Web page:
Builders Give Back: Level Homes helps nonprofit give wounded veteran free house

construction photo by Fancycrave on Unsplash

Photo by Fancycrave, courtesy of Unsplash

Many home builders construct homes designed for people who are disabled, including military veterans injured while on active duty.

But not many builders construct a home and then give it to a wounded veteran and his family.

That's what Level Homes, a builder with offices in Baton Rouge, La., and Chapel Hill, N.C., set out to do this year.

The home is part of Operation: Coming Home, a joint venture of U.S. Veterans Corps., a nonprofit in Cary, N.C., and the Home Builders Association of Raleigh-Wake County in Raleigh.

The builder

When Level Homes was invited in December 2017 to build this year's Hero Home—the seventeenth to be delivered by Operation: Coming Home—the builder quickly said yes, despite having no prior experience managing such a large charitable project.

"We didn't bat an eye," says Jill S. Weaver, Level Homes' marketing manager in Chapel Hill. "We've always wanted to find ways to help within our community."

The builder also supports St. Jude Children's Research Hospital in Raleigh and Red Nose Day, an annual event that raises funds for charities that aid children in need.

The Hero Home project was a big commitment for Level Homes. In addition to constructing the home, the builder also agreed to secure the funds for it.

As it turned out, donations of materials and labor from framers, roofers, cabinet makers, flooring installers, and plumbing, electrical and HVAC contractors, among many other trades weren't difficult to get.

"They were 100 percent in," Weaver says. "The majority had participated in Operation: Coming Home via another builder, and in this area, they're so willing to give."

The community developer, 5401 East Development, LLC, donated the home site, which Weaver says was valued at approximately $87,000.

The city of Raleigh reimbursed the building permit fees for the home.

The family

Recipient families for Operation: Coming Home are chosen each year by U.S. Veterans Corps. in a process that includes an application and interview. This year's family is a married couple with three young children.

The husband is U.S. Army Sgt. Anthony Von Canon, who served in Afghanistan, where he suffered back, spine and neck injuries in 2009. Von Canon's wife Arlette was also involved in military service until recently, when she gave birth to the couple's third child.

The selected family was revealed in a live-televised event in December 2017 with representatives of Level Homes and U.S. Veterans Corps. on hand for the surprise.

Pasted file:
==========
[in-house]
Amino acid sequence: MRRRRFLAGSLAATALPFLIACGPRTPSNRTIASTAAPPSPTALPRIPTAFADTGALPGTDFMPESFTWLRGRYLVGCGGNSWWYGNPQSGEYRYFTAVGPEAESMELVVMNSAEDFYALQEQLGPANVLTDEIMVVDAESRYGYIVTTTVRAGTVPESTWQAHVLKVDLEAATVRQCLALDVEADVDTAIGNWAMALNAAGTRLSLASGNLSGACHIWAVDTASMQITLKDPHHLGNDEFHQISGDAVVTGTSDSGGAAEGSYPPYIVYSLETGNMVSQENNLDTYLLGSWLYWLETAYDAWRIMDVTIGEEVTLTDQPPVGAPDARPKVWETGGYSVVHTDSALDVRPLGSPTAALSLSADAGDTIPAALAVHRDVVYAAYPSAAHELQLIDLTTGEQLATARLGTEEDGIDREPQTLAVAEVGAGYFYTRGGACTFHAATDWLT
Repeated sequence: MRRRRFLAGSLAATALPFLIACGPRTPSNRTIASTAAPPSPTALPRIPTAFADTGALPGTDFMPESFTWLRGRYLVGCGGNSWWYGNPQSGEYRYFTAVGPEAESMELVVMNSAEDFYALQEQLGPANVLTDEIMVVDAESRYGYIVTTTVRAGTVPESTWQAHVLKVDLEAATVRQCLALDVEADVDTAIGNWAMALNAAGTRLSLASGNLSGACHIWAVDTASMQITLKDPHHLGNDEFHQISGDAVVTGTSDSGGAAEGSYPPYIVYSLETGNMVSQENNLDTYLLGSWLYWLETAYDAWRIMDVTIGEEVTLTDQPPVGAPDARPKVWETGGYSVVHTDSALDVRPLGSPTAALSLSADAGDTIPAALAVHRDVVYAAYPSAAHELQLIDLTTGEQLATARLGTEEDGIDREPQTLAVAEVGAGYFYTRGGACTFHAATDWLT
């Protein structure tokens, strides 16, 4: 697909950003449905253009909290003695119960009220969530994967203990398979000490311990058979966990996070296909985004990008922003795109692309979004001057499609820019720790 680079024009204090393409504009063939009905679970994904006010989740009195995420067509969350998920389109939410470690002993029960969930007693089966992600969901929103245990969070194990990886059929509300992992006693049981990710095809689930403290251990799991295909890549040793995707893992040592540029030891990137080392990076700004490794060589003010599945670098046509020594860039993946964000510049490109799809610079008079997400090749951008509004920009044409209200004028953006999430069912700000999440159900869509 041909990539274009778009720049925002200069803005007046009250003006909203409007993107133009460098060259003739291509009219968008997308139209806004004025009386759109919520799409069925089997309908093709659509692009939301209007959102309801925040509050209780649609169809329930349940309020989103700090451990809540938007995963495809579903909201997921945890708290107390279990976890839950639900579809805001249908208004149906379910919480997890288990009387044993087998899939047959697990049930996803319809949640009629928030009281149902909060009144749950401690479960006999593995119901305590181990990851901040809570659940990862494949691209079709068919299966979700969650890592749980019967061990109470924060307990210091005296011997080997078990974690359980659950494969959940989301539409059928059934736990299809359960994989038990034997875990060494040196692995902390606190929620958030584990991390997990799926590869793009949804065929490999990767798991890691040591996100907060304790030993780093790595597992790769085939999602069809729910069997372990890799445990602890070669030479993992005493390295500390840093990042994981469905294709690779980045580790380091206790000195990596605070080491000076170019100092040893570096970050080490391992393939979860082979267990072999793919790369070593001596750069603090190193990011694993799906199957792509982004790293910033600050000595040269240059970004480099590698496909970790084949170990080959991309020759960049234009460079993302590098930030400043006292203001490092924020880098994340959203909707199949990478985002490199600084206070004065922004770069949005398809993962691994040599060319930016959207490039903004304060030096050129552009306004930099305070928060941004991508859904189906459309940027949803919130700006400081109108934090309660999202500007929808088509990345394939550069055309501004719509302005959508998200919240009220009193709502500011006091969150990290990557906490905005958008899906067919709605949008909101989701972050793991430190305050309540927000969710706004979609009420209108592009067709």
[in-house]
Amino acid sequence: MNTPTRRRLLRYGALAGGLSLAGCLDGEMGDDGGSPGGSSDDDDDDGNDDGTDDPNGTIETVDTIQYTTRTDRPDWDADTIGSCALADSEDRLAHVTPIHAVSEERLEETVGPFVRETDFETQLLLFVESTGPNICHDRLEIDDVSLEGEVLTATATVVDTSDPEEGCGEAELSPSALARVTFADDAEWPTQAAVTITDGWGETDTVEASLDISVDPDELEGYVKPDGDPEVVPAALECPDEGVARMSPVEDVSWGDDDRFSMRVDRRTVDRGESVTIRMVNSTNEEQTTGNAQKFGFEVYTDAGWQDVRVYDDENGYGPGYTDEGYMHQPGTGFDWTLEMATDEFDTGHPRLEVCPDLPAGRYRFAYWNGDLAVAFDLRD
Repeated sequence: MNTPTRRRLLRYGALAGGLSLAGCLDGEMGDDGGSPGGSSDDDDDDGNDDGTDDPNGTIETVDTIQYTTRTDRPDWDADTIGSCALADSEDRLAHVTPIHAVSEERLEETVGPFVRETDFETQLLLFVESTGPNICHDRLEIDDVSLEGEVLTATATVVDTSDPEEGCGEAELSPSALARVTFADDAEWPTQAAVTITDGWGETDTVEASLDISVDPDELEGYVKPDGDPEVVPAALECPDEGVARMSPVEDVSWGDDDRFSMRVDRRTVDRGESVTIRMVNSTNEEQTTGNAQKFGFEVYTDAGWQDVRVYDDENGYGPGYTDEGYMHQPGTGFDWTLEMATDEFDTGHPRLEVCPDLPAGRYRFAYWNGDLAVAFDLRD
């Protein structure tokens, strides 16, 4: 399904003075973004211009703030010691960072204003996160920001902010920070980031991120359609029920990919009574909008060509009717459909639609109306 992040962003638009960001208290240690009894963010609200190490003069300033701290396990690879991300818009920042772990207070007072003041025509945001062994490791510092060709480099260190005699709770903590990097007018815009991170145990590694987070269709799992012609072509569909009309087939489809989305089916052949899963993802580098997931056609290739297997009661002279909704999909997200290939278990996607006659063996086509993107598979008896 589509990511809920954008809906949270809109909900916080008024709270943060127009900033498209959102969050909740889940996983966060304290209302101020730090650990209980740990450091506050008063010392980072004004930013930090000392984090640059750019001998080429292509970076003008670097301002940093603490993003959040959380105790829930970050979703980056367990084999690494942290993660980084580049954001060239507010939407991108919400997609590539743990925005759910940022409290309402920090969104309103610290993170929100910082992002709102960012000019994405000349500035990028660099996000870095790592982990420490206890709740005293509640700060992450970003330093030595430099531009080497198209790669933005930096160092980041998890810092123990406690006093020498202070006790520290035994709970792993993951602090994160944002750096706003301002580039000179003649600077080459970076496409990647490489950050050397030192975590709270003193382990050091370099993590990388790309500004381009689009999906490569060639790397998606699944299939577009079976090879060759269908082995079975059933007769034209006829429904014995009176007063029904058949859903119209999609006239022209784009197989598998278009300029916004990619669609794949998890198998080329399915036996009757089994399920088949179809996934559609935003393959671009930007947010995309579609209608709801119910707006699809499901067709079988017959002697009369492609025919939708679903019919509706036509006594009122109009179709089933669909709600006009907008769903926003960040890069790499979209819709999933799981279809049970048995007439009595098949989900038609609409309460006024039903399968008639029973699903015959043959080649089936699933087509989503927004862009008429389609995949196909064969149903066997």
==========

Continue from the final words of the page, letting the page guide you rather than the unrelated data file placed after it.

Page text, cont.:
A live-televised "raising the rafters" event was held in April in lieu of a ground-breaking ceremony because construction of the house had already been started.

The home

The home is located in a new master-planned community called 5401 North. Located approximately eight miles northeast of downtown Raleigh, 5401 North features authentic regional architecture, miles of hiking and biking trails, local public schools and a six-acre vegetable farm and edible landscape provided by a grant to Louisiana State University. When completed, 5401 North will be comprised of 996 homes.

Level Homes' involvement in 5401 North may have been one reason the builder was offered the opportunity to build this year's Hero Home.

"They were in the process of selecting the family," Weaver says. "When we nailed down our commitment and said, 'Yes, we are going to build in 5401 North,' that was when everything happened at once. ’We have the family. We have the community. Here we go.'"

The Von Canons' newly built home includes four bedrooms and a playroom. Accommodations that might be needed due to Von Canon's injuries include an accessible kitchen, wider doorways and a larger shower with a seat.

Coming home

The Hero Home was completed in June.

Volunteers donated some of the furniture and put some finishing touches, such as hanging pictures, on the home. Volunteers also traditionally help the program's recipient family move into their new home.

The nonprofit will own the home for the next six years. The family won't pay rent, but will be responsible for property tax, insurance, homeowner association dues, utilities and maintenance costs, according to Weaver. At the end of six years, the deed will be transferred to the family, provided they still occupy the home.

"After six years, the house is theirs," Weaver says.

The family received the keys to their new home in a televised event July 12.
Marcie Geffner is an award-winning freelance reporter, book editor and blogger whose work has been published by a long list of financial, mortgage and banking websites, trade magazines and newspapers. You can find her on Google+.

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